HELLBOY Add To My Top 10
Confused Christian Allegory
Release Date: April 02, 2004
Genre: Supernatural Science Fiction
Audience: Teenagers and adults
Rating: PG-13 for sci-fi action
violence and frightening
Runtime: 116 minutes
Distributor: Columbia Pictures/Sony Pictures Entertainment
Address Comments To:Amy Pascal, Chairman
Chairman and CEO
Sony Pictures Entertainment
10202 West Washington Blvd.
Culver City, CA 90232-3195
Phone: (310) 244-4000
Fax: (310) 244-2626
Web Page: www.spe.sony.com/
GENRE: Supernatural Science Fiction Adventure/Film Noir
The worldview of this story is a mixed pagan one, with strong Christian and strong occult elements suggesting possible allegorical meanings. The movie begins in World War II as a mad Russian is constructing a machine to bridge the dimensions and allow the powerful, evil monsters to come into earth with the humans. He uses spells and black magic to bring the monsters alive, because he wants to use their strength to build Nazi forces and defeat the Allies. Professor Bruttenholm destroys that machine and saves the Allies, but not before Hellboy passes into earth – eventually, he will become mankind's only defense against the evil monsters.
Sixty years later, the Russian scientist who built the machine is resurrected and continues his mission. Hellboy seems to have met his match when one fierce monster multiplies each time it is killed. This makes it impossible to get rid of the spider-like creature. This life cycle is an inversion of natural human experience, in which life springs from other life. In the monster's case, life springs from dead creatures. Also, a subsidiary plot is introduced in which Hellboy shows his human side through love for Liz, a woman with supernatural powers. It is now clear to the audience that Hellboy has both a human and monster side.
There are several elements that suggest a spiritual or Christian meaning to the movie, but they are often ambiguous or confusing. A mention is made of Hitler possessing the spear that pierced Christ's side. The professor, a strong father figure, says he is Catholic and believes in “a version of hell.” He also passes along a Crucifix to Hellboy. Holy water is used to ward off monsters, and a rosary reminds one character that he should make a moral decision. All of these scenes contain Christian images or verbiage, but they are bereft of any complete spiritual meaning. Christianity is cast in HELLBOY more as functioning superstition rather than as a vital, living religion. It is not apparent from anything in the movie that God exists or loves man.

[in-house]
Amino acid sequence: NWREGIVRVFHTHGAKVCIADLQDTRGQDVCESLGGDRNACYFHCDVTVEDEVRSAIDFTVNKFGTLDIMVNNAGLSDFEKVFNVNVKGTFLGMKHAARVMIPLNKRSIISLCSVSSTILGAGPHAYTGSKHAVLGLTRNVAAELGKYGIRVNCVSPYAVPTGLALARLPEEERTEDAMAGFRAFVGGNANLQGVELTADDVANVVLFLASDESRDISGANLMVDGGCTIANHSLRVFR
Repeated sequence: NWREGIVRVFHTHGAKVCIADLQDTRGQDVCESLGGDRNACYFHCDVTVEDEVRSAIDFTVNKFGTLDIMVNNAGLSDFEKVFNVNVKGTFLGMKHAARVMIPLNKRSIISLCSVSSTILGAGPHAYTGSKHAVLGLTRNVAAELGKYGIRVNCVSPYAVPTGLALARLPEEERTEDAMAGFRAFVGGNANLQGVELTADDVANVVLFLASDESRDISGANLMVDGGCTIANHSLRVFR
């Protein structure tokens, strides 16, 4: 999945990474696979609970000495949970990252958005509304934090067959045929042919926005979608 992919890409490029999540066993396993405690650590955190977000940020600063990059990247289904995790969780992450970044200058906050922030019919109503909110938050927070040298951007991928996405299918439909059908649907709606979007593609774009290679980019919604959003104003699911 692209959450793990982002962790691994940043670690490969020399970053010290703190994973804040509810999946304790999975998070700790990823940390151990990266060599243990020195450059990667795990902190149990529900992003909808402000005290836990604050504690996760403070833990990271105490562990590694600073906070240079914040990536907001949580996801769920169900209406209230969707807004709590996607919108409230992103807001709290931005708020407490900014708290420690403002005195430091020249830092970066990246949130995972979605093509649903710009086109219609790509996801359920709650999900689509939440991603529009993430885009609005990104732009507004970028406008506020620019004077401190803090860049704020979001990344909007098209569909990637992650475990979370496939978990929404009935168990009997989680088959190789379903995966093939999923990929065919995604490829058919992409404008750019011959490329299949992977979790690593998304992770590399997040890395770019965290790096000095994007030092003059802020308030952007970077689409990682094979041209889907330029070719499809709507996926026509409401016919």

Furthermore, parallels are drawn between the Hellboy character and Christ, but they are negated by his demonic nature. In two scenes, Hellboy is shown as a demon, ensconced in flames and with long, curled horns, so he cannot be redemptive like Jesus. Hellboy has the power to choose between evil and good, and in the name of his love for Liz and the Professor, he chooses good. Trails that point toward a Christian worldview prove to be dead ends. Religious iconography and language seem to be present to make the movie seem more complicated, or maybe the filmmakers were unsure of their message.
HELLBOY the movie is violent but not brutally so. Many men are cut or impaled, but only a little blood is shown. The dying men mostly just fall over. There is some humor in the dialogue, but most of it is sarcastic and juvenile. The plot is lackluster and twists more times than the screenwriter apparently could keep up with while creating it. In the end, it does not make much sense and is not especially compelling for a broad audience. Add these problems to the strong but strange, confused conception of Christianity and redemption, and the audience is left with a very muddled, too-long movie.
The worldview of this story is a mixed pagan one, with strong Christian and occult elements suggesting possible allegorical meanings. HELLBOY is violent but not brutally. Many men are cut or impaled, but only a little blood is shown. The dying men mostly just fall over. There is some humor in the dialogue, but most of it is sarcastic and juvenile. The plot is lackluster and twists more times than the screenwriter could follow. In the end, it does not make much sense and is not especially compelling for a broad audience. Add these problems to the strong, but strange and confused, conception of Christianity and redemption, and what's left is a muddled, too-long movie.